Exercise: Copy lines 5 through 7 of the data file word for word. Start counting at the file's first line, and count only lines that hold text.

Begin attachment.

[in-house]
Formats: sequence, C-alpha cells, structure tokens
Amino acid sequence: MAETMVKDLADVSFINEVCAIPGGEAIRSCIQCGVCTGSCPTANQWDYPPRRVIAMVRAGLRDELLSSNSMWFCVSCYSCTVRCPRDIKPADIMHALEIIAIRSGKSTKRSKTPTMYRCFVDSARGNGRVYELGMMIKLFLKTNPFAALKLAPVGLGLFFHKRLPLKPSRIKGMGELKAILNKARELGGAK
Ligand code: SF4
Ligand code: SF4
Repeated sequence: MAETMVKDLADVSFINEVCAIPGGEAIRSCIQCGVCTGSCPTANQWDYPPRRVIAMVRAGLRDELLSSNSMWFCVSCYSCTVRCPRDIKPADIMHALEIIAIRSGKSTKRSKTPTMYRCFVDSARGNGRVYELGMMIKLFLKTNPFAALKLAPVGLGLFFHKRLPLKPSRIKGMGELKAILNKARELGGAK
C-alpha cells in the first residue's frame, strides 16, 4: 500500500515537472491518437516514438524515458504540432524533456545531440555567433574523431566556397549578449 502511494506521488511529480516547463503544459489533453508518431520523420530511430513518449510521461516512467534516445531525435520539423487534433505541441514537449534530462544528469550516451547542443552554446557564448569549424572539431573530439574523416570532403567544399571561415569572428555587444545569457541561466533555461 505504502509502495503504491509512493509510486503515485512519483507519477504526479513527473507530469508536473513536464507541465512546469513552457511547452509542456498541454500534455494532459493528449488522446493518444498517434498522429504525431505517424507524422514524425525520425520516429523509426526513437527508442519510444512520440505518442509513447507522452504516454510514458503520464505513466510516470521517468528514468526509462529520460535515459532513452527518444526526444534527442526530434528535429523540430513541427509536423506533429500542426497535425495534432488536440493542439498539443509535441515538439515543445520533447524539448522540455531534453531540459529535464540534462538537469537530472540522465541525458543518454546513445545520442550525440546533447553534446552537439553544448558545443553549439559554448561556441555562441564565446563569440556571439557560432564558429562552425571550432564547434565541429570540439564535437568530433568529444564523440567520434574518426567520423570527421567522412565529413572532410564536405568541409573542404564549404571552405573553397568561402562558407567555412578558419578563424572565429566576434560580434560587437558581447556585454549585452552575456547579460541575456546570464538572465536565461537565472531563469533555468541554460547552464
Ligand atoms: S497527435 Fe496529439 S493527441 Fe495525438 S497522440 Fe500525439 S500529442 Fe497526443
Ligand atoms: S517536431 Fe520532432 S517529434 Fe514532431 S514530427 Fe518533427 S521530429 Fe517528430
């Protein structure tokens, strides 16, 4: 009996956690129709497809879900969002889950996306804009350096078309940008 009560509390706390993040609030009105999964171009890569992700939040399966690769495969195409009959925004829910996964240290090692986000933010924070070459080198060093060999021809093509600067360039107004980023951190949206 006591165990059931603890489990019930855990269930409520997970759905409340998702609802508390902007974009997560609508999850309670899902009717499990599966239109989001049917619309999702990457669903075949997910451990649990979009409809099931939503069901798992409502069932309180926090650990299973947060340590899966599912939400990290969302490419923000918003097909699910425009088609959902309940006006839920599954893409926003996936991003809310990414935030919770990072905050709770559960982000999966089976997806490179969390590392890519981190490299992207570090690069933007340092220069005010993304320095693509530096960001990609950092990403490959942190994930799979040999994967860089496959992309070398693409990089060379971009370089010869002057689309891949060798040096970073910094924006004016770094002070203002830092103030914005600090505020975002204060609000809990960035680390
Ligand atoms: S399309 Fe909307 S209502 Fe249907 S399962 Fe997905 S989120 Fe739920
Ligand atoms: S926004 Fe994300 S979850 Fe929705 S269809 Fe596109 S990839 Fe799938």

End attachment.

Ligand code: SF4
Repeated sequence: MAETMVKDLADVSFINEVCAIPGGEAIRSCIQCGVCTGSCPTANQWDYPPRRVIAMVRAGLRDELLSSNSMWFCVSCYSCTVRCPRDIKPADIMHALEIIAIRSGKSTKRSKTPTMYRCFVDSARGNGRVYELGMMIKLFLKTNPFAALKLAPVGLGLFFHKRLPLKPSRIKGMGELKAILNKARELGGAK
C-alpha cells in the first residue's frame, strides 16, 4: 500500500515537472491518437516514438524515458504540432524533456545531440555567433574523431566556397549578449 502511494506521488511529480516547463503544459489533453508518431520523420530511430513518449510521461516512467534516445531525435520539423487534433505541441514537449534530462544528469550516451547542443552554446557564448569549424572539431573530439574523416570532403567544399571561415569572428555587444545569457541561466533555461 505504502509502495503504491509512493509510486503515485512519483507519477504526479513527473507530469508536473513536464507541465512546469513552457511547452509542456498541454500534455494532459493528449488522446493518444498517434498522429504525431505517424507524422514524425525520425520516429523509426526513437527508442519510444512520440505518442509513447507522452504516454510514458503520464505513466510516470521517468528514468526509462529520460535515459532513452527518444526526444534527442526530434528535429523540430513541427509536423506533429500542426497535425495534432488536440493542439498539443509535441515538439515543445520533447524539448522540455531534453531540459529535464540534462538537469537530472540522465541525458543518454546513445545520442550525440546533447553534446552537439553544448558545443553549439559554448561556441555562441564565446563569440556571439557560432564558429562552425571550432564547434565541429570540439564535437568530433568529444564523440567520434574518426567520423570527421567522412565529413572532410564536405568541409573542404564549404571552405573553397568561402562558407567555412578558419578563424572565429566576434560580434560587437558581447556585454549585452552575456547579460541575456546570464538572465536565461537565472531563469533555468541554460547552464